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Meltdown of Post-cold war world order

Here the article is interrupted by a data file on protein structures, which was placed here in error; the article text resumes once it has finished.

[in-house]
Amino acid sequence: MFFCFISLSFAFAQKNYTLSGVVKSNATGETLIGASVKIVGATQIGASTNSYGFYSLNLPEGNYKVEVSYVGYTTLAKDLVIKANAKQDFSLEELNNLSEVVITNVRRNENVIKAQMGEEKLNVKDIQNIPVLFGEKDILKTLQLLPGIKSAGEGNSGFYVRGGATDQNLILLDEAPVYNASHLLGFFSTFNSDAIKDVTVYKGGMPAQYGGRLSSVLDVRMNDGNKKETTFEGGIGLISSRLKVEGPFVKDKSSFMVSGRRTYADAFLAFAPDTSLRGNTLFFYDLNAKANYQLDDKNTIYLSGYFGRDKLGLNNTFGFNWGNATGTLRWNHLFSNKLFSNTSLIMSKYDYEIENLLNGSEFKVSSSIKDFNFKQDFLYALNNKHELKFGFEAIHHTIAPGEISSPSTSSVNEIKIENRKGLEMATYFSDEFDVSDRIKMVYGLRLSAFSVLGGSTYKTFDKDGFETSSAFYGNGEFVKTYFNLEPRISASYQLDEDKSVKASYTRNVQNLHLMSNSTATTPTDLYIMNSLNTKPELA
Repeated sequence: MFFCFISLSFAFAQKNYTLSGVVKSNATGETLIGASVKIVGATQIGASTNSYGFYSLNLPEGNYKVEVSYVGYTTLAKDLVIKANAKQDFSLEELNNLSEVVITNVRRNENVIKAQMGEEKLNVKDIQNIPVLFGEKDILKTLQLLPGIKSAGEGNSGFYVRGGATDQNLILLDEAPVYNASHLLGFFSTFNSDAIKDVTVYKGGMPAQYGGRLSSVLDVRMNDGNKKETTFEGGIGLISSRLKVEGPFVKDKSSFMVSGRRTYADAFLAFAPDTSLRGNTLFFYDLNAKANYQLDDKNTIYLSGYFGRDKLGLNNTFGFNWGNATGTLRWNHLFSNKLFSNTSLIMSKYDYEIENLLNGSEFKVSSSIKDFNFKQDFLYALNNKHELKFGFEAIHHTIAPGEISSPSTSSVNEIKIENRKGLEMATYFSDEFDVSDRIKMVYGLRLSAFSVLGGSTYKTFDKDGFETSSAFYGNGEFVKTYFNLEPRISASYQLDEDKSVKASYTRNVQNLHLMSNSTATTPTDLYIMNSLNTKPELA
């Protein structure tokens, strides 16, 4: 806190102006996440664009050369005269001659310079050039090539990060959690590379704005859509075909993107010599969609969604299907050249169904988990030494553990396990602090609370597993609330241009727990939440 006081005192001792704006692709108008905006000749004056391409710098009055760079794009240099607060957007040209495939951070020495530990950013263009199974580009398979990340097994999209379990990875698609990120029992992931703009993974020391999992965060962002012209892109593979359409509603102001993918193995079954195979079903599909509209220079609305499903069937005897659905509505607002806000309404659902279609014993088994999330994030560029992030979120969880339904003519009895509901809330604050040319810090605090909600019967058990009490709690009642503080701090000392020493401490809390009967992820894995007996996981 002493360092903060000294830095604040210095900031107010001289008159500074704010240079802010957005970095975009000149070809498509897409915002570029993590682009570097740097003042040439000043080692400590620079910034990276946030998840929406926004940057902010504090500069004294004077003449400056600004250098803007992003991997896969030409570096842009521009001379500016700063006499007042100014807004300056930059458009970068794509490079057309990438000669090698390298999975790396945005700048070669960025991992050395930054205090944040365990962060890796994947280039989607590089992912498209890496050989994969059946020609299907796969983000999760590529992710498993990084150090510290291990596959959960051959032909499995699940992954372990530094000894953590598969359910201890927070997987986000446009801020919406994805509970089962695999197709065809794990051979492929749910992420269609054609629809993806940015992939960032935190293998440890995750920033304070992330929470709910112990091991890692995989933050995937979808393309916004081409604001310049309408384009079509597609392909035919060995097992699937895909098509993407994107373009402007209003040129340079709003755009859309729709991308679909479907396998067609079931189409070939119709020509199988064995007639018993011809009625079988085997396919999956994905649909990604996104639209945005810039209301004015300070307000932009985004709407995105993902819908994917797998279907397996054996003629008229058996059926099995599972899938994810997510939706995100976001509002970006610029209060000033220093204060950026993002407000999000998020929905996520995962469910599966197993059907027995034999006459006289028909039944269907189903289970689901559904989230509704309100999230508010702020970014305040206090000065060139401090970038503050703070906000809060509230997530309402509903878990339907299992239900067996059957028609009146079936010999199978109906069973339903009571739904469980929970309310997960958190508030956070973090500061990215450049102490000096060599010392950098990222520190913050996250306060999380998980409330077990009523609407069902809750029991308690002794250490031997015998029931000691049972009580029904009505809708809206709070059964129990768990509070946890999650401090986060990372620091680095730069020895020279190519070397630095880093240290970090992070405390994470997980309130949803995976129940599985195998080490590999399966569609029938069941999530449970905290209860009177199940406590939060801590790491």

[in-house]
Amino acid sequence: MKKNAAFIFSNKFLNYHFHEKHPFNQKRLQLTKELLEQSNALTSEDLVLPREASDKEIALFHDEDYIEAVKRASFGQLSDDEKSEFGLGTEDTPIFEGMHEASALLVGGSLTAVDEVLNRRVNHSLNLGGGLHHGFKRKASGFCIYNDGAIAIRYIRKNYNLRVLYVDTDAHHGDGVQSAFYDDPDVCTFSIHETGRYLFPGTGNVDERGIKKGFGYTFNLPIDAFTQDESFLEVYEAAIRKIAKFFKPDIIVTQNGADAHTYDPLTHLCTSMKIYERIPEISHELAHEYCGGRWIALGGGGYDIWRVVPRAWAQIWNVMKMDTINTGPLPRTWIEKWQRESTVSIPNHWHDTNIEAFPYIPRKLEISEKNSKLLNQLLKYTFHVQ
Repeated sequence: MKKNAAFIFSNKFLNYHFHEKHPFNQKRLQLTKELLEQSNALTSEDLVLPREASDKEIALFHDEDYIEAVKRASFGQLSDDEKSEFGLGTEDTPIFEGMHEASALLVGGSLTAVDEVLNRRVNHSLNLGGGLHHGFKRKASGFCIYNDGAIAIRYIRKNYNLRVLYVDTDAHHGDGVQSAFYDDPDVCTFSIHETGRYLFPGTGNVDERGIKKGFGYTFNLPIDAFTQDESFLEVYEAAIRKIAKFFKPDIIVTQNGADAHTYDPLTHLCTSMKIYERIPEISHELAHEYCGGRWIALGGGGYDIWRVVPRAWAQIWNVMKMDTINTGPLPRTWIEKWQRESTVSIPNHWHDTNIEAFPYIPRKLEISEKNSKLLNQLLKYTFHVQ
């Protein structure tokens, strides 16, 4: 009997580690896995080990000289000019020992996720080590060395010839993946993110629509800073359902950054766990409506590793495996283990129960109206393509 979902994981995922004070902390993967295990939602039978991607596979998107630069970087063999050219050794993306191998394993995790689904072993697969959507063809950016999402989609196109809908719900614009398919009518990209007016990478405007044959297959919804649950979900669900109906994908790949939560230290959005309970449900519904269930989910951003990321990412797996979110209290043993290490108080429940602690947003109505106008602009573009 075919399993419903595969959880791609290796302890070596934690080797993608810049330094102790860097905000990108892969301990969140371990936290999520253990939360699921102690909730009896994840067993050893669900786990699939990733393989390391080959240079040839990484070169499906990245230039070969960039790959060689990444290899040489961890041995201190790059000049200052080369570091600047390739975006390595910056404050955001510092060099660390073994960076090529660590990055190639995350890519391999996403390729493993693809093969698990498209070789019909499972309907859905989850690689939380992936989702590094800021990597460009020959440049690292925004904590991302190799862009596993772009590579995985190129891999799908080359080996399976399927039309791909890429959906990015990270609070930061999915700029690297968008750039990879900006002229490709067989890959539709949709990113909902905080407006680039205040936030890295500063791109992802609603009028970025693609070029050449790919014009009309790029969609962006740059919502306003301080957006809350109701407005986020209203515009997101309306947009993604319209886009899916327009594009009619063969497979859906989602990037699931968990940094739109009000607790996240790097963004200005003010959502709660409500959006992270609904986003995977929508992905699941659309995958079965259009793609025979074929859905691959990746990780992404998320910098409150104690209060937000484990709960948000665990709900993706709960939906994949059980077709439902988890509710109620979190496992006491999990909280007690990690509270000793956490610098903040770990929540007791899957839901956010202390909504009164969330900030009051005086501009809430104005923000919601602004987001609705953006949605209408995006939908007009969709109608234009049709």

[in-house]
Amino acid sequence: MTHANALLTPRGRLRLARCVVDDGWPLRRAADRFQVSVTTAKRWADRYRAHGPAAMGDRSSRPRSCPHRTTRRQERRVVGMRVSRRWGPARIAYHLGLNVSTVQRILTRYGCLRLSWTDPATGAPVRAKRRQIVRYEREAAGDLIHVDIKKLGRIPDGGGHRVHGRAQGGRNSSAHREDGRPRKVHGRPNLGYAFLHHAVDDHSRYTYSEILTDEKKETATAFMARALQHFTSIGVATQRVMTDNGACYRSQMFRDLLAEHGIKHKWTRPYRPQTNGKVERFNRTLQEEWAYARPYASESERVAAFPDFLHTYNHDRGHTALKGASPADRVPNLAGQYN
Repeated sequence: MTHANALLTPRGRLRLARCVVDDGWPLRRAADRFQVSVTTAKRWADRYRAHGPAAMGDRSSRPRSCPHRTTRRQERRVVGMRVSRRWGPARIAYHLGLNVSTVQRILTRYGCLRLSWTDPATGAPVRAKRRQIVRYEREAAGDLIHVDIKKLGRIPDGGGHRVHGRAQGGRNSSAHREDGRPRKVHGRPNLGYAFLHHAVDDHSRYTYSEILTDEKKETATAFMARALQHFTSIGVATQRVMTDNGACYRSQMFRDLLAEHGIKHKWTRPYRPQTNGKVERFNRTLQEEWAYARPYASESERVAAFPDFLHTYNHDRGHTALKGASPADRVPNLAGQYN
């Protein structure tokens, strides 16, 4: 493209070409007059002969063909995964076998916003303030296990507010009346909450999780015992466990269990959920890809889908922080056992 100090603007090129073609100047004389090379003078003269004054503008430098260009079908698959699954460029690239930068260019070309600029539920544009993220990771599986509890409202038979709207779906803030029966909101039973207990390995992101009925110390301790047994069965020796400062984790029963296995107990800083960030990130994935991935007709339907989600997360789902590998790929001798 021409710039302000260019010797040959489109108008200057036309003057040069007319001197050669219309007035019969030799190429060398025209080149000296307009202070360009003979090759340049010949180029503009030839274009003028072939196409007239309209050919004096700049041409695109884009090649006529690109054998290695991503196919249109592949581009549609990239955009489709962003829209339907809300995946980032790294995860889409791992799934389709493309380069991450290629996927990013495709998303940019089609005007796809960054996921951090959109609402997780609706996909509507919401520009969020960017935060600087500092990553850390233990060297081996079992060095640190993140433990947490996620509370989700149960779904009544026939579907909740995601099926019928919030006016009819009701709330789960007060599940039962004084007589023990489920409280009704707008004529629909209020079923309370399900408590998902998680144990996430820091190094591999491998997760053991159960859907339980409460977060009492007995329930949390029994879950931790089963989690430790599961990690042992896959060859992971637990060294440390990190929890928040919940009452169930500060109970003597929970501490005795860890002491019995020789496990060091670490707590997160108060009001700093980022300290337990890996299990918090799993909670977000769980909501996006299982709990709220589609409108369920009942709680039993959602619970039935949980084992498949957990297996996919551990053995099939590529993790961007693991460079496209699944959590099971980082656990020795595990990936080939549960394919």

Chinese opposition to entry of non-NPT countries to Nuclear Suppliers Group (NSG) and UK’s exit (Brexit) from the European Union (EU) have set the course for changes in the prevalent US led unipolar World Order. The US wanted the UK to stay in EU as it’s “Man” and wanted India getting into the NSG as full member while keeping Pakistan out, despite latter’s better credentials. In both cases, otherwise has happened indicated meltdown of post-cold war world order.